BHP Billiton (Australia: BHP, NYSE; BHP)–BHP is the world’s largest producer of exported thermal and coking coal, generating around 37 million tons of met coal and 88 million tons of thermal coal annually. BHP certainly has vast operations in Australia, but it’s a truly global firm. That includes interests in a series of Indonesian mines in the coal-producing region of east Kalimantan. BHP also operates Australia’s Hay Point export coal terminal in Queensland as part of a joint venture.

BHP is definitely the 800-pound gorilla of the industry, but coal accounted for only about 9 percent of sales last year. The company has far more exposure to petroleum products (18.6 percent of revenues), aluminum (15.7 percent) and base metals such as nickel, iron and copper (15.6 percent) than it does to coal. In fact, BHP is the world’s second-largest nickel producer and third-largest miner of both iron ore and copper–all commodities in high demand in rapidly growing Asian markets.

In short, BHP is one of the finest diversified commodity mining firms in the world and should be part of any investor’s portfolio. It’s far from a pure play on coal.

I’ll track BHP Billiton as a buy recommendation in How They Rate given its significant exposure to energy-related assets.

Rio Tinto (London: RTP, NYSE: RTP) and Coal & Allied Industries (Australia: CAN, OTC: CAIQF)–Rio Tinto is, like BHP, a high-quality, globally diversified mining company. Headquartered in London, Rio Tinto operates mines in the Americas, Africa and, of course, Australia.

Rio gets about 18 percent of its annual revenues from coal; the company’s two largest products are iron ore (30.1 percent of 2006 revenues) and copper (20 percent of 2006 revenues). I discussed the firm’s uranium-related assets at some depth in the July 18, 2007 issue, Yellow Fever.

Interestingly, Rio Tinto has a habit of allowing its majority owned subsidiary firms to continue trading separately. Coal & Allied Industries is 70 percent owned by Rio Tinto and 10 percent owned by a unit of Japan’s Mitsubishi. The stock’s freely traded float is tiny, which explains why only a few thousand shares change hands on a daily basis. Coal & Allied is a pure play on Australia coal, however. The company owns two mines in New South Wales and commits essentially all of its production to the export coal market.

Rio Tinto doesn’t have enough energy-related exposure to be tracked in How They Rate and Coal & Allied just doesn’t trade enough to be considered a portfolio addition.

XStrata (London: XTA; OTC: XSRAF)–XStrata is the last of the diversified miners with major exposure to Australian coal mining. The company gets about 20 percent of revenues from coal mining and has been trying to add to that exposure, most recently through an attempted takeover of Australia-based Gloucester Coal. That deal fell apart at the end of July after shareholders voted to reject it.

Xstrata’s most important commodities are copper, at about 40 percent of revenues, followed by zinc, at about 21 percent.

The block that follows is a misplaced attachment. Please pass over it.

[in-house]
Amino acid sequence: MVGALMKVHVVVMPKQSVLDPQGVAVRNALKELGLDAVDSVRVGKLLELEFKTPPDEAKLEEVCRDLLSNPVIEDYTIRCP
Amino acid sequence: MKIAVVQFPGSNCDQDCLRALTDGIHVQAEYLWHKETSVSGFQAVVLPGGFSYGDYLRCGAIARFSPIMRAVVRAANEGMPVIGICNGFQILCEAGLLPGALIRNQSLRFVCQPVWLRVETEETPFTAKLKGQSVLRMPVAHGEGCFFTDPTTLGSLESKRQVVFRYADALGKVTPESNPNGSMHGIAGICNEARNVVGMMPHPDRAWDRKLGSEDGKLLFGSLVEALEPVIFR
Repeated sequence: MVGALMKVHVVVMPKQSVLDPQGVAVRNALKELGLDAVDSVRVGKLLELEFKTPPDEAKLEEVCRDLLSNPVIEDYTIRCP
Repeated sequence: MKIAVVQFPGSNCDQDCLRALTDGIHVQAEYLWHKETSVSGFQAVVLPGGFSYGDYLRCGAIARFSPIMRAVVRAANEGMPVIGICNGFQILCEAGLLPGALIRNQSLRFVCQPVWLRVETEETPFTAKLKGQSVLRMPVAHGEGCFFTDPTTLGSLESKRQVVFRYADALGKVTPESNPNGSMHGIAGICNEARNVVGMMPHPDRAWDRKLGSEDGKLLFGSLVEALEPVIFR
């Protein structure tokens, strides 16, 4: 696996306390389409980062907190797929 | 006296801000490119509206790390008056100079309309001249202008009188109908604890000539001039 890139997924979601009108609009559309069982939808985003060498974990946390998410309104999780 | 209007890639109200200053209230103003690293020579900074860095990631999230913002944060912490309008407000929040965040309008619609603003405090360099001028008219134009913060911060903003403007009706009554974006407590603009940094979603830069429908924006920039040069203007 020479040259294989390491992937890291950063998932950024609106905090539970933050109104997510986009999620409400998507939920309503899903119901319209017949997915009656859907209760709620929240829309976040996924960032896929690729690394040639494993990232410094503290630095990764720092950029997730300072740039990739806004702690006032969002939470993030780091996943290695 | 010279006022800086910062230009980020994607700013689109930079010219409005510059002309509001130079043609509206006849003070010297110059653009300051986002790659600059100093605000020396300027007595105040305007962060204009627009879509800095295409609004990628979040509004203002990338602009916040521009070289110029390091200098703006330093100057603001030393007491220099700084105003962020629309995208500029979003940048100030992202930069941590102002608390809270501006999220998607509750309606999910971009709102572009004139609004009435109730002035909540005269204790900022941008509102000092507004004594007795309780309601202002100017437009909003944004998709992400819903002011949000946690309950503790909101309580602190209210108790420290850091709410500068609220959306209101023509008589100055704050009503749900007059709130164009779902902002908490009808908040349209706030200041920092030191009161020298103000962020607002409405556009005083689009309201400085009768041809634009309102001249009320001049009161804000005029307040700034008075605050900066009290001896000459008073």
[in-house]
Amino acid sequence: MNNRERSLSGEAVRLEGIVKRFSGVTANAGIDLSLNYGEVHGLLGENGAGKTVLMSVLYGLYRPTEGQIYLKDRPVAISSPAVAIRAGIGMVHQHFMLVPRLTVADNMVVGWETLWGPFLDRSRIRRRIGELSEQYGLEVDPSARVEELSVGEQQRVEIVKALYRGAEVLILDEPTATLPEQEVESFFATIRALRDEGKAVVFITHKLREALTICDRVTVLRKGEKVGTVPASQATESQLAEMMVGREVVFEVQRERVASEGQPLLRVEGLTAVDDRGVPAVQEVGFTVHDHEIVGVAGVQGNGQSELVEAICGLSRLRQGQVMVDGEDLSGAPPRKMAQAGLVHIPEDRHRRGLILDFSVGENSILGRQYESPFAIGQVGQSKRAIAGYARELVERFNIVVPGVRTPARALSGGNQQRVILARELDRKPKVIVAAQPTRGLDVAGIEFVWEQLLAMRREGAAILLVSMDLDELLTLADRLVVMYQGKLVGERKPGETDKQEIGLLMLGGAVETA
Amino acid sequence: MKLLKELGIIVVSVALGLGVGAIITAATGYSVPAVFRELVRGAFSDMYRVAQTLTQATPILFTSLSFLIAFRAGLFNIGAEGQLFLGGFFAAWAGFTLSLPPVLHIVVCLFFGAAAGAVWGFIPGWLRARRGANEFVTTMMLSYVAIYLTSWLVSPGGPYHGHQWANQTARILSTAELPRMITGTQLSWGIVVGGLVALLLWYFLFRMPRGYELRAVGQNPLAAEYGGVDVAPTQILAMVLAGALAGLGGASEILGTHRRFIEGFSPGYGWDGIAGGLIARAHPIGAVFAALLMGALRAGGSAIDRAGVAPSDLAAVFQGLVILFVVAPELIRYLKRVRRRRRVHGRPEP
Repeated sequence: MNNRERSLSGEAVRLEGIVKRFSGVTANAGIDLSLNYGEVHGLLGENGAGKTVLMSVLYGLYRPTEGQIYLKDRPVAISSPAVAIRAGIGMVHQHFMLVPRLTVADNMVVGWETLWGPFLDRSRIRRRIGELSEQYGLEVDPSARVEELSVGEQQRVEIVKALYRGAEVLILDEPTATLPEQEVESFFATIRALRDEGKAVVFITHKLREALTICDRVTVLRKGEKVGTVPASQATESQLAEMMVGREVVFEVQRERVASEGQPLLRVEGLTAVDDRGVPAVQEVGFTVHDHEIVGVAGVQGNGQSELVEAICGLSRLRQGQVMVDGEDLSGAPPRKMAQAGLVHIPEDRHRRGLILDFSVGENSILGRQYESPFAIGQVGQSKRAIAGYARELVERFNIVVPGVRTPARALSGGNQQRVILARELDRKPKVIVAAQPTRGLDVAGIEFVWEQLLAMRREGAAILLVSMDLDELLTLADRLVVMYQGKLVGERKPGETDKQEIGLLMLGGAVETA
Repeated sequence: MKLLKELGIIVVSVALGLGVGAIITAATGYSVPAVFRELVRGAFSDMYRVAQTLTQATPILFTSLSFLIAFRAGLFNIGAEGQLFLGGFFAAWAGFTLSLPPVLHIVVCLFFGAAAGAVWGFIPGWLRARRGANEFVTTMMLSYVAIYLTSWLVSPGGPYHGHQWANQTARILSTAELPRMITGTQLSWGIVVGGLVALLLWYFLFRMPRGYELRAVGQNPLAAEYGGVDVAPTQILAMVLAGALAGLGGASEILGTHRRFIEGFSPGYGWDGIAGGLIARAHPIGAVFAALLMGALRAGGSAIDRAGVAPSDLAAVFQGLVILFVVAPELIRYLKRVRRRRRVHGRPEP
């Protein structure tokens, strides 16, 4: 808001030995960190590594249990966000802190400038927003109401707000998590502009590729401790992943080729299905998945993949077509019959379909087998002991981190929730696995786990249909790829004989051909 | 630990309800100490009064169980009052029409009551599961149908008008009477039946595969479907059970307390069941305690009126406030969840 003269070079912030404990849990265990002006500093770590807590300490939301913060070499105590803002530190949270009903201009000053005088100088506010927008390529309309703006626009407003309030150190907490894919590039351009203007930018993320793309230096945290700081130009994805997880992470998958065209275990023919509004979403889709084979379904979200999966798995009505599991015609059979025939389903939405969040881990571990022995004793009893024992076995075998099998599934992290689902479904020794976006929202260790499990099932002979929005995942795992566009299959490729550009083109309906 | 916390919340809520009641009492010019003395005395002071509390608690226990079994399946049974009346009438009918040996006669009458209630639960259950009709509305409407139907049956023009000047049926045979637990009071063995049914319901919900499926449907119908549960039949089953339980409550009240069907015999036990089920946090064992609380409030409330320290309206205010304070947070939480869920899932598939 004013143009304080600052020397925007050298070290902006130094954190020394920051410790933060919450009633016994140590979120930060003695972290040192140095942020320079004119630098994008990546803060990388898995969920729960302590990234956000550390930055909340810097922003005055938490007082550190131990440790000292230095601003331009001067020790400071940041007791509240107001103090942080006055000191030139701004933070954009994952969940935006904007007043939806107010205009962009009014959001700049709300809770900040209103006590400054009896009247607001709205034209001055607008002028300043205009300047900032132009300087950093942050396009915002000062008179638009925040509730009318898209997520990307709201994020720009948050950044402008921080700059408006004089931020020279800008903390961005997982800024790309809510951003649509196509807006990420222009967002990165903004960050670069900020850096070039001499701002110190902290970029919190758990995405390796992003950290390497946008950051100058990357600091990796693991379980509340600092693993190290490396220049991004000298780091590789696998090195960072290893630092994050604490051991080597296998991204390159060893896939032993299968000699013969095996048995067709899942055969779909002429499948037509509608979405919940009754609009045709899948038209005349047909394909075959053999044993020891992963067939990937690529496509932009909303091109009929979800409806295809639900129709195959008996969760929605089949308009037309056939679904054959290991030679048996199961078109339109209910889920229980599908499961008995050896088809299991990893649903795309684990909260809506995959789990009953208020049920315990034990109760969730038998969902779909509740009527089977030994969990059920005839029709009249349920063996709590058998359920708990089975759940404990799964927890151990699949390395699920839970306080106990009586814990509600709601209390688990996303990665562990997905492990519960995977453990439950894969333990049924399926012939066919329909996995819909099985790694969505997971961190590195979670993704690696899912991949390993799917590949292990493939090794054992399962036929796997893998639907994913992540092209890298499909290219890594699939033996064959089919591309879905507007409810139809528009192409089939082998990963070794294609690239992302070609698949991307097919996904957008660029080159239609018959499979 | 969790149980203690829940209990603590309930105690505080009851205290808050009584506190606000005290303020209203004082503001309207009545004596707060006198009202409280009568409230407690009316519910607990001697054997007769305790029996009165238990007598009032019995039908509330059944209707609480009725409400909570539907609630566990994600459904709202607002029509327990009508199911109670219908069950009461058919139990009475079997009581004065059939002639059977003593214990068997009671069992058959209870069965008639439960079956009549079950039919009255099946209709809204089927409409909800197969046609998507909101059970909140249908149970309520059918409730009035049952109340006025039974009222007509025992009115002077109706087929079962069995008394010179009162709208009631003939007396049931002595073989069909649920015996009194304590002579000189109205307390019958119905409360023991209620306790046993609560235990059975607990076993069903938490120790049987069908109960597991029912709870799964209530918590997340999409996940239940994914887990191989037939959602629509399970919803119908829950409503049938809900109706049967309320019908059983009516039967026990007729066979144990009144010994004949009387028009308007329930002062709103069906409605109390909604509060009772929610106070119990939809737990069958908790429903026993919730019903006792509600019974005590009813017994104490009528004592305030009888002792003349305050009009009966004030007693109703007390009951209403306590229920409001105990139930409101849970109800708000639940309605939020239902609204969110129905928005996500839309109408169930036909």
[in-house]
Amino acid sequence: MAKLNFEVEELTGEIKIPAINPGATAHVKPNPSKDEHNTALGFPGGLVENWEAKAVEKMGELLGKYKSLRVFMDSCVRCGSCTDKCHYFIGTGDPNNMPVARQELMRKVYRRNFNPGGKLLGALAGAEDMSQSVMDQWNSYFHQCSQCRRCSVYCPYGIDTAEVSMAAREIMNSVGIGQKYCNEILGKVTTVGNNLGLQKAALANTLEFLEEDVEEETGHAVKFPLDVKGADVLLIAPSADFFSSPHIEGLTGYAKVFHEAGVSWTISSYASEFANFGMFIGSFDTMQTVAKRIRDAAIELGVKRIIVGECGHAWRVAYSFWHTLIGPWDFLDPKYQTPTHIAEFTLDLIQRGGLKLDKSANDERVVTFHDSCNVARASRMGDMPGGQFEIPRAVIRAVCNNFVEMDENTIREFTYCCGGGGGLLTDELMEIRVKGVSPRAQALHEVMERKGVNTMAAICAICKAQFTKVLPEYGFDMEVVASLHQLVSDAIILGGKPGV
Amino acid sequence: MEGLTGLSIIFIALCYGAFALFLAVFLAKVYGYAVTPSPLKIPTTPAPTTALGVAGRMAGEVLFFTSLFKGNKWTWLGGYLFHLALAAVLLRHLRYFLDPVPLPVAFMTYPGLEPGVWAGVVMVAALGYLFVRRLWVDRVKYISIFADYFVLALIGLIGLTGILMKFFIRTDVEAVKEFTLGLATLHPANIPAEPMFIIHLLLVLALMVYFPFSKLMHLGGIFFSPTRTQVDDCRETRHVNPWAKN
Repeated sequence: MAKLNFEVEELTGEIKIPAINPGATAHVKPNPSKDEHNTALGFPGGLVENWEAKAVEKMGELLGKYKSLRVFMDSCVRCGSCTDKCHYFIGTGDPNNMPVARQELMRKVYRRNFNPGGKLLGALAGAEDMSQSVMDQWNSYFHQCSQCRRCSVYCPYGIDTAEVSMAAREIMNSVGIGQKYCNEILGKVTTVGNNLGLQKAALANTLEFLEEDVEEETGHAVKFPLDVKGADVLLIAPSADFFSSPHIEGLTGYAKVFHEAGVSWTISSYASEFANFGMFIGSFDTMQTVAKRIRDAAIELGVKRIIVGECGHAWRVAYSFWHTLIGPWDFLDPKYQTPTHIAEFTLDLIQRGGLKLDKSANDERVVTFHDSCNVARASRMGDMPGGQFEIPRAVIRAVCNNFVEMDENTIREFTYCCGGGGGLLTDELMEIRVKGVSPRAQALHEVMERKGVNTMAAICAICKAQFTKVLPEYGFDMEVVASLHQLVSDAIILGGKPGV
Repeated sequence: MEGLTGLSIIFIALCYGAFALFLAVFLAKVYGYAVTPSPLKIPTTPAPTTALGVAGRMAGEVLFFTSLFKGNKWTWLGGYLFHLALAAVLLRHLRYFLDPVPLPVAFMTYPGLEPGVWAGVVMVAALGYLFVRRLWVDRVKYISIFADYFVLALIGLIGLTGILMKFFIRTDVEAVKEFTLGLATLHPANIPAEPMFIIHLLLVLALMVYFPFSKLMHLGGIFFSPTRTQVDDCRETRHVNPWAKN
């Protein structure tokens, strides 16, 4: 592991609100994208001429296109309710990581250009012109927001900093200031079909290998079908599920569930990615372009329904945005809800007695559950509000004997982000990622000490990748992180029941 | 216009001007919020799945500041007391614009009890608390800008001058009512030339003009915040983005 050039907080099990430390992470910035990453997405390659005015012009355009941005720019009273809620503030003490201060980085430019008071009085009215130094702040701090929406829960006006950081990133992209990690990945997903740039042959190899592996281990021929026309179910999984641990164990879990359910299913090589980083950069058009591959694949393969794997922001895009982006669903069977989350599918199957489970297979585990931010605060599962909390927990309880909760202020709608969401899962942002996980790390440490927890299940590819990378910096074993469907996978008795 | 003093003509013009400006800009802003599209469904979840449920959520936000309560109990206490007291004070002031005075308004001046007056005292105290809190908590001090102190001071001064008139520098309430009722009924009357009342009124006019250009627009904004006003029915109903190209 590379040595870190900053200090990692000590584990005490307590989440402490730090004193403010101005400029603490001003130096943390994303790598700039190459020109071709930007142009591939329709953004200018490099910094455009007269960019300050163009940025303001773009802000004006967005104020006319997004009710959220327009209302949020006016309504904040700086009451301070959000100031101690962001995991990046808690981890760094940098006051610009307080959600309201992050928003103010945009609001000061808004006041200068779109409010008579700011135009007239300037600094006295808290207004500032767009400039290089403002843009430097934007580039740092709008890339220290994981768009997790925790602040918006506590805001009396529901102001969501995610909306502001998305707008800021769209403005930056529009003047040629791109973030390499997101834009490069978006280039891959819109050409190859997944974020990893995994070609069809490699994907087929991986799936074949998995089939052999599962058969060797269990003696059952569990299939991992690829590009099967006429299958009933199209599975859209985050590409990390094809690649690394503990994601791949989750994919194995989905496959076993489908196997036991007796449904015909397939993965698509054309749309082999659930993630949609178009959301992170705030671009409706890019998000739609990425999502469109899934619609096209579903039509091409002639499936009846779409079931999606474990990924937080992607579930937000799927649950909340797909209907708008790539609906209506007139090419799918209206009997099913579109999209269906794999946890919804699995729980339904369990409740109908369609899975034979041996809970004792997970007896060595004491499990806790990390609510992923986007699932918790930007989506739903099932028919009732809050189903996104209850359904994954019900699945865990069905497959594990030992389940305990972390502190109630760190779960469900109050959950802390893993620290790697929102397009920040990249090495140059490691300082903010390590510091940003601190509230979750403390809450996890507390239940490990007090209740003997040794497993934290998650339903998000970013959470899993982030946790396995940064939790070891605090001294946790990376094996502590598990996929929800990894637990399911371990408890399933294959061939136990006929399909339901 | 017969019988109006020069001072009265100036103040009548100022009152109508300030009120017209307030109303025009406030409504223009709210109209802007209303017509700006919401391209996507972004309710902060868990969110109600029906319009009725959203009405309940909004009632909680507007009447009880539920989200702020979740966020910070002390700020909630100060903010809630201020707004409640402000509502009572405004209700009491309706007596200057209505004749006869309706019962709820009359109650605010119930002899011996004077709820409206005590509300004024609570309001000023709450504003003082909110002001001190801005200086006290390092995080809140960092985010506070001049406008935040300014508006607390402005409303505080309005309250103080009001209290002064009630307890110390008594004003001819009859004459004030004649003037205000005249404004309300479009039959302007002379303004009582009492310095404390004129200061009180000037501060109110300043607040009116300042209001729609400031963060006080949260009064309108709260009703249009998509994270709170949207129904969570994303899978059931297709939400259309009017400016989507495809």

Xstrata is a fine buy for those looking for diversified commodity exposure, but it just doesn’t have enough energy-related exposure to be considered for inclusion in the TES portfolios.

Macarthur Coal (Australia: MCC, OTC: MACDF)–Macarthur Coal owns a series of coal mines in the Bowen Basin of Queensland, Australia. Macarthur does produce some thermal coal, but its primary product is pulverized coal injection (PCI) coal. Basically, PCI coal is crushed and injected directly into steel blast furnaces; it can be used as a partial replacement for met coal. Interestingly, MacArthur coal produces nearly half the entire Australian export supply of PCI coal.

Macarthur’s fiscal year ends in June, so the company just recently released its 2007 annual report. Total coal sales were 3.79 million metric tons, ahead of its forecast but below the 2005 and 2006 production levels in the 5 million metric ton range.

There are a number of reasons for Macarthur’s coal production to have declined. The company was impacted by the infrastructure problems that have plagued Australia’s ports in recent months. In addition, MacArthur experienced some terrible weather early in calendar year 2007 that disrupted some of its most important mines, including the massive Coppabella and Moorvale mines. That same weather has delayed the exploration and development of new mining projects.

The company has plans to expand capacity to more than 8 million tons per year by 2011 through a series of expansions to capacity at existing mines coupled with production from new mines located on Macarthur’s property holdings. The company has also been arranging port allocations–capacity at Australia’s export ports–to make sure it has enough capacity to export all the coal it produces.

I’m not the only one interested in Macarthur Coal. Citic Resource Holdings, a Hong Kong firm that operates commodity import and export businesses, actual coal mines, oil developments and aluminum smelting facilities, currently owns a just under 20 percent of Macarthur. Citic nearly doubled its stake over the course of the summer.

This is all part of Citic’s strategy of buying up reserves and production of natural resources that will be sorely needed in China in coming years. Citic is already a joint venture partner on many of Macarthur’s mines; the Hong Kong firm owns roughly 7 percent interests in both Coppabella and Moorvale.